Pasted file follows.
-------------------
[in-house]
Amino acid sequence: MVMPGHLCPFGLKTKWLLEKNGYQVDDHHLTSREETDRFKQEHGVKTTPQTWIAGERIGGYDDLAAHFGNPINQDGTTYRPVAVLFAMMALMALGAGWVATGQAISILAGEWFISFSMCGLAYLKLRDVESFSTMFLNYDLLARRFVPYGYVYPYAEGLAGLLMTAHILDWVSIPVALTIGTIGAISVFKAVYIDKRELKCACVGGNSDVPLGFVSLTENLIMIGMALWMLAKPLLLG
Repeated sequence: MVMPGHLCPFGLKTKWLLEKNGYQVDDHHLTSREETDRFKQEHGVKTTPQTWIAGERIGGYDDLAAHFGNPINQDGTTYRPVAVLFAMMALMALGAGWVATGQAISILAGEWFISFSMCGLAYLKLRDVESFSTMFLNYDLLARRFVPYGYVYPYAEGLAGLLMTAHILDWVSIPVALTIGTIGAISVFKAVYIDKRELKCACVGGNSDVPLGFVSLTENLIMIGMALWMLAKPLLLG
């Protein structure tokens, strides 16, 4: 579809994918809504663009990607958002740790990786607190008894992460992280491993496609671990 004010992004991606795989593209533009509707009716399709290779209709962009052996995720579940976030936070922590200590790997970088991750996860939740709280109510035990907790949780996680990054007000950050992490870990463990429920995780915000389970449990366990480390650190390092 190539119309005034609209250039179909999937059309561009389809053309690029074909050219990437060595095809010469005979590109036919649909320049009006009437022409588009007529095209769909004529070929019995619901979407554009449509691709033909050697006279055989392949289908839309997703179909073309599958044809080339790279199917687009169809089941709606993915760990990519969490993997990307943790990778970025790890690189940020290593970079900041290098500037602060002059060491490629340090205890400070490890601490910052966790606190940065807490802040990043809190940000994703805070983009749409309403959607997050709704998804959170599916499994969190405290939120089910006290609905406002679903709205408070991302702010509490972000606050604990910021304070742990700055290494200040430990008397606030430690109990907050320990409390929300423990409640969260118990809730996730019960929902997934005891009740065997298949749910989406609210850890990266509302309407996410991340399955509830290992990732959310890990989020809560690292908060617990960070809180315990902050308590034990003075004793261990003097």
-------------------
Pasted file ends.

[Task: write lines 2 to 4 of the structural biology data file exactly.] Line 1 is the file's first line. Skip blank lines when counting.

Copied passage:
Amino acid sequence: MVMPGHLCPFGLKTKWLLEKNGYQVDDHHLTSREETDRFKQEHGVKTTPQTWIAGERIGGYDDLAAHFGNPINQDGTTYRPVAVLFAMMALMALGAGWVATGQAISILAGEWFISFSMCGLAYLKLRDVESFSTMFLNYDLLARRFVPYGYVYPYAEGLAGLLMTAHILDWVSIPVALTIGTIGAISVFKAVYIDKRELKCACVGGNSDVPLGFVSLTENLIMIGMALWMLAKPLLLG
Repeated sequence: MVMPGHLCPFGLKTKWLLEKNGYQVDDHHLTSREETDRFKQEHGVKTTPQTWIAGERIGGYDDLAAHFGNPINQDGTTYRPVAVLFAMMALMALGAGWVATGQAISILAGEWFISFSMCGLAYLKLRDVESFSTMFLNYDLLARRFVPYGYVYPYAEGLAGLLMTAHILDWVSIPVALTIGTIGAISVFKAVYIDKRELKCACVGGNSDVPLGFVSLTENLIMIGMALWMLAKPLLLG
């Protein structure tokens, strides 16, 4: 579809994918809504663009990607958002740790990786607190008894992460992280491993496609671990 004010992004991606795989593209533009509707009716399709290779209709962009052996995720579940976030936070922590200590790997970088991750996860939740709280109510035990907790949780996680990054007000950050992490870990463990429920995780915000389970449990366990480390650190390092 190539119309005034609209250039179909999937059309561009389809053309690029074909050219990437060595095809010469005979590109036919649909320049009006009437022409588009007529095209769909004529070929019995619901979407554009449509691709033909050697006279055989392949289908839309997703179909073309599958044809080339790279199917687009169809089941709606993915760990990519969490993997990307943790990778970025790890690189940020290593970079900041290098500037602060002059060491490629340090205890400070490890601490910052966790606190940065807490802040990043809190940000994703805070983009749409309403959607997050709704998804959170599916499994969190405290939120089910006290609905406002679903709205408070991302702010509490972000606050604990910021304070742990700055290494200040430990008397606030430690109990907050320990409390929300423990409640969260118990809730996730019960929902997934005891009740065997298949749910989406609210850890990266509302309407996410991340399955509830290992990732959310890990989020809560690292908060617990960070809180315990902050308590034990003075004793261990003097």